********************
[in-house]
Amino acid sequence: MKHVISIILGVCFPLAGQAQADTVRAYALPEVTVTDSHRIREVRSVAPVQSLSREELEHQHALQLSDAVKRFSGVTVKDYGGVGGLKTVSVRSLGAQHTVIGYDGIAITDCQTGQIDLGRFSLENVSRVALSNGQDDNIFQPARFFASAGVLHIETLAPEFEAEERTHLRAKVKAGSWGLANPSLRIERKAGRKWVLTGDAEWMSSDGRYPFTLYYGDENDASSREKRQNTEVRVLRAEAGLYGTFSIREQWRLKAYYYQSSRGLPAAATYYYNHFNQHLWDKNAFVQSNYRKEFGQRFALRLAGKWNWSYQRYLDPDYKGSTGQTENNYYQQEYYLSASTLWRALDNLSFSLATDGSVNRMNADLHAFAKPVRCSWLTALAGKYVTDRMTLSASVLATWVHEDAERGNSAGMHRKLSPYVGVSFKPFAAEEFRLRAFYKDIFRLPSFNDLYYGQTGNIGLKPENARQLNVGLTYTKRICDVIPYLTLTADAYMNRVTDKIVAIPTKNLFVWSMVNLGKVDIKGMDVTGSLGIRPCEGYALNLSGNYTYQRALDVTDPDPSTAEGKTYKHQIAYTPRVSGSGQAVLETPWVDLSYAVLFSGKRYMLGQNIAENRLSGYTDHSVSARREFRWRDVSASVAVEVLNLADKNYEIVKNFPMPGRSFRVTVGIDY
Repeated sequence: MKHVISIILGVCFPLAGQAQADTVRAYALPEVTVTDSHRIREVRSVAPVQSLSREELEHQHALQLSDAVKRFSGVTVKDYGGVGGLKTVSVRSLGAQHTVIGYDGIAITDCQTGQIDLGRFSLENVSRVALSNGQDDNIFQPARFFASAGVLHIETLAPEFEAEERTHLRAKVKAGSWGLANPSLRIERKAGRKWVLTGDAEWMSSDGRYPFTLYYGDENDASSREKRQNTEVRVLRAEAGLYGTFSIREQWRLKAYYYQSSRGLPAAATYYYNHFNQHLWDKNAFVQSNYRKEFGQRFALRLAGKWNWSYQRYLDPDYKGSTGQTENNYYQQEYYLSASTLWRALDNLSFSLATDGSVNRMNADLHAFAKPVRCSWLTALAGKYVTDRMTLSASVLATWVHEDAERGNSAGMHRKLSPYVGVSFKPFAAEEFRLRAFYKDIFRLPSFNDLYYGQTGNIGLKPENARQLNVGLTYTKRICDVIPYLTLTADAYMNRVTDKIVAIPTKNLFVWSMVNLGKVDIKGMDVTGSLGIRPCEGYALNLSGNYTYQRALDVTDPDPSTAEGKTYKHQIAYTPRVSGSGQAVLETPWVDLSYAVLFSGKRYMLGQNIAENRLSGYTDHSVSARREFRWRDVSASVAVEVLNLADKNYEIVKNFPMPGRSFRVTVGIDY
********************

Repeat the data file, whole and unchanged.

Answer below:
[in-house]
Amino acid sequence: MKHVISIILGVCFPLAGQAQADTVRAYALPEVTVTDSHRIREVRSVAPVQSLSREELEHQHALQLSDAVKRFSGVTVKDYGGVGGLKTVSVRSLGAQHTVIGYDGIAITDCQTGQIDLGRFSLENVSRVALSNGQDDNIFQPARFFASAGVLHIETLAPEFEAEERTHLRAKVKAGSWGLANPSLRIERKAGRKWVLTGDAEWMSSDGRYPFTLYYGDENDASSREKRQNTEVRVLRAEAGLYGTFSIREQWRLKAYYYQSSRGLPAAATYYYNHFNQHLWDKNAFVQSNYRKEFGQRFALRLAGKWNWSYQRYLDPDYKGSTGQTENNYYQQEYYLSASTLWRALDNLSFSLATDGSVNRMNADLHAFAKPVRCSWLTALAGKYVTDRMTLSASVLATWVHEDAERGNSAGMHRKLSPYVGVSFKPFAAEEFRLRAFYKDIFRLPSFNDLYYGQTGNIGLKPENARQLNVGLTYTKRICDVIPYLTLTADAYMNRVTDKIVAIPTKNLFVWSMVNLGKVDIKGMDVTGSLGIRPCEGYALNLSGNYTYQRALDVTDPDPSTAEGKTYKHQIAYTPRVSGSGQAVLETPWVDLSYAVLFSGKRYMLGQNIAENRLSGYTDHSVSARREFRWRDVSASVAVEVLNLADKNYEIVKNFPMPGRSFRVTVGIDY
Repeated sequence: MKHVISIILGVCFPLAGQAQADTVRAYALPEVTVTDSHRIREVRSVAPVQSLSREELEHQHALQLSDAVKRFSGVTVKDYGGVGGLKTVSVRSLGAQHTVIGYDGIAITDCQTGQIDLGRFSLENVSRVALSNGQDDNIFQPARFFASAGVLHIETLAPEFEAEERTHLRAKVKAGSWGLANPSLRIERKAGRKWVLTGDAEWMSSDGRYPFTLYYGDENDASSREKRQNTEVRVLRAEAGLYGTFSIREQWRLKAYYYQSSRGLPAAATYYYNHFNQHLWDKNAFVQSNYRKEFGQRFALRLAGKWNWSYQRYLDPDYKGSTGQTENNYYQQEYYLSASTLWRALDNLSFSLATDGSVNRMNADLHAFAKPVRCSWLTALAGKYVTDRMTLSASVLATWVHEDAERGNSAGMHRKLSPYVGVSFKPFAAEEFRLRAFYKDIFRLPSFNDLYYGQTGNIGLKPENARQLNVGLTYTKRICDVIPYLTLTADAYMNRVTDKIVAIPTKNLFVWSMVNLGKVDIKGMDVTGSLGIRPCEGYALNLSGNYTYQRALDVTDPDPSTAEGKTYKHQIAYTPRVSGSGQAVLETPWVDLSYAVLFSGKRYMLGQNIAENRLSGYTDHSVSARREFRWRDVSASVAVEVLNLADKNYEIVKNFPMPGRSFRVTVGIDY